"We only have a short amount of time to be on this earth and we might as well do something that matters." —Melinda Moree, 2007

The global aid community invests millions of dollars to combat malaria, yet more than a million people die of the disease every year. Along with drug-resistant strains of the malaria parasite, obstacles include the lack of long-term commitment and the struggle to identify effective vaccines.

Much can be done to help control the disease. Preventive measures include draining mosquito breeding grounds and distributing bed nets to protect people while they sleep. Integrating these methods with the other available tools and committing to a sustained effort will greatly improve the situation.

Lab staff member measures red blood cells Measuring levels of red blood cells in Manhiça's parasitology laboratory, Mozambique, 2007
Courtesy Manhiça Health Research Center (CISM)/Pau Fabregat
The malaria parasite changes over the course of several life stages in the human host and can confuse, hide from, and misdirect the human immune system. Scientists are studying these stages of the parasite as part of efforts around the world to develop effective vaccines against the disease.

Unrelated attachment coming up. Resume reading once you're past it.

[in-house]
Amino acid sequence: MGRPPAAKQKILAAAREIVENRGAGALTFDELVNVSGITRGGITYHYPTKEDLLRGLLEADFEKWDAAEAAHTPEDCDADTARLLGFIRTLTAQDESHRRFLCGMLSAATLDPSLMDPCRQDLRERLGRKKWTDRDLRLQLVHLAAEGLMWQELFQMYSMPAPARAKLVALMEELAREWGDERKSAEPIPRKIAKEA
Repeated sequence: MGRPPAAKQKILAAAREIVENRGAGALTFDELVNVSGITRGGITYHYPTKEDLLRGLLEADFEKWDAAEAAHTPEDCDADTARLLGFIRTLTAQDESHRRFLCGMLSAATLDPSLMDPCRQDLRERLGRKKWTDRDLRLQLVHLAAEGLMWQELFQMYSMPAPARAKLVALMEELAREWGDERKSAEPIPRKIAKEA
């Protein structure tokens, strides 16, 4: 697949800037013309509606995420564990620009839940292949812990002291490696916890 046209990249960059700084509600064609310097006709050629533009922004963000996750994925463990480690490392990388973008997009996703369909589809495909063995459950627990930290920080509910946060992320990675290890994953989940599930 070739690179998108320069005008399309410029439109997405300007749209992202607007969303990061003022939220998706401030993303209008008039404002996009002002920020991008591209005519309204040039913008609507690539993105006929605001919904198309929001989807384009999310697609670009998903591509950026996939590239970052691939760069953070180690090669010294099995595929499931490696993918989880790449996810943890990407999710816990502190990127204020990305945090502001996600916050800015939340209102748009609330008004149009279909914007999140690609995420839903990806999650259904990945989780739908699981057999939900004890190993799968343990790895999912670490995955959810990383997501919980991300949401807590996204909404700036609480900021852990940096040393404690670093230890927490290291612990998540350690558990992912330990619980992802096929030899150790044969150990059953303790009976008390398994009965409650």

Community members socialize outside of village building Ilna Josina village, a rural community participating in a malaria vaccine trial, Manhiça, Mozambique, 2007
Courtesy Manhiça Health Research Center (CISM)/Pau Fabregat
The Centro de Investigação em Saude de Manhiça (the Manhiça Health Research Center) in southern Mozambique has been testing a possible vaccine for malaria. Malaria is present in all areas of the country, and more than half of children's hospital admissions are due to severe bouts of the disease.


Dr. Melinda Moree, former director of the PATH Malaria Vaccine Initiative (MVI), explains her motivation.

Illustration of the malaria parasite lifecyle The Lifecycle of Malaria Parasites
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